Balancing political optimism | Inquirer Opinion
Commentary

Balancing political optimism

/ 04:15 AM July 06, 2022

Leadership change or political succession is a regular occurrence in a democratic system. However, after the recent electoral cycle and the proclamation of the new president, acting beyond politics is imperative for the new administration in the new normal.

Confronted by provocative and challenging views from all sides of the political spectrum, the Marcos Jr. presidency is welcomed by a generally optimistic attitude from the Filipinos. This is evidenced by a historic victory of more than 31 million votes.

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In this era of the Marcos Jr. presidency, we hope to see a democratic revival and the strengthening of civic-mindedness to contribute to society’s betterment.

Widely urged to disclose a clearer agenda and government program, President Marcos Jr., in his inaugural address, embarked on what he calls the “biggest electoral mandate in the history of Philippine democracy” and on the urgent concerns on “jobs, wages, personal safety, and national strength, and ending want in the land of national plenty.”

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He talked about the identified sectors and issues to be prioritized, namely, agriculture, OFWs, teachers, the energy supply, infrastructure plan, the need for investments, pollution, climate change, pandemic management, and tourism among others. He also talked about having a comprehensive, inclusive economic plan.

He emphasized throughout his speech, talking about the future and not of the past, of all being part of the solution, reconciling, having wider cooperation and trust, recovering and moving on, rejecting the politics of division, and saying that the people’s dreams are his, as well.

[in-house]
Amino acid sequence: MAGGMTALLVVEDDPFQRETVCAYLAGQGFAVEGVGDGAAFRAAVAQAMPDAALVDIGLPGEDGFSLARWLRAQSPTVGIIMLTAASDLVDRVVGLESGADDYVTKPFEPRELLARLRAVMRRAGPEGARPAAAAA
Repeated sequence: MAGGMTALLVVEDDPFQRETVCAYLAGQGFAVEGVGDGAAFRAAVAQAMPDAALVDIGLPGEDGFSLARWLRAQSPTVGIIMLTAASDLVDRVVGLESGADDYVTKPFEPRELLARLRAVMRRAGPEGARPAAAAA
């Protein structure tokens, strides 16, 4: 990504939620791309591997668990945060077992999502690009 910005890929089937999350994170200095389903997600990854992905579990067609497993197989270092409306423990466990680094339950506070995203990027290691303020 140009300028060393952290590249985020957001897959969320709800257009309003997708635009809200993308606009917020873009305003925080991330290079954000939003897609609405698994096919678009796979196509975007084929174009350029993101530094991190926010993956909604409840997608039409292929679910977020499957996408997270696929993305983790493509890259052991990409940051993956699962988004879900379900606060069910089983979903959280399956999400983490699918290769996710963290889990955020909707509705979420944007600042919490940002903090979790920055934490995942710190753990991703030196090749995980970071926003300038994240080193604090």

He talked about his first State of the Nation Address and said that it would show how we are going to get things done in terms of repairing and rebuilding the nation, addressing challenges in new ways, and making the divided nation whole again.

Unity and cooperation are crucial in the process where “agile, resilient republics are made.”

Mr. Marcos concluded his address eloquently: “And if you ask me why I am so confident of the future, I will answer you simply, that I have 110 million reasons to start with. Such is my fate in the Filipino. Believe and have hope…”

Political optimism, nonetheless, should also be grounded and anchored on the ability of the new administration to address the pressing social, political, and economic problems such as rising inequality and a decline in good governance practices.

And because poverty and inequality are so painfully connected, the government could ultimately make a dent in the lives of the poor and the vulnerable if inequality reduction reforms propel poverty reduction. This way, inequality in the intergenerational, political, social, and economic lenses could be comprehensively addressed.

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Good governance, primarily demonstrated by transparency and accountability, should be the overarching framework of all government actions and decisions. The seriousness of the new administration in promoting good governance will result in decreased incidence of corruption, the fulfillment of the country’s international commitments, and the improvement of our competitiveness.

It will also arrest the eroding integrity of national political institutions and the continued weakening of Philippine democracy.

With the clarity of this new administration’s priorities, the private sector and civil society likewise renew their commitment to contribute to nation-building.

With the promise of being proactive, innovative, and collaborative in dealing with governance challenges and economic difficulties, the Marcos Jr. presidency appears to be on the right track. We will now watch whether its first 100 days could in fact be a pivotal step toward recovery and, more importantly, unity in its true essence.

Dindo C. Manhit is the founder and CEO of the Stratbase Group.

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TAGS: Bongbong Marcos, State of the Nation Address
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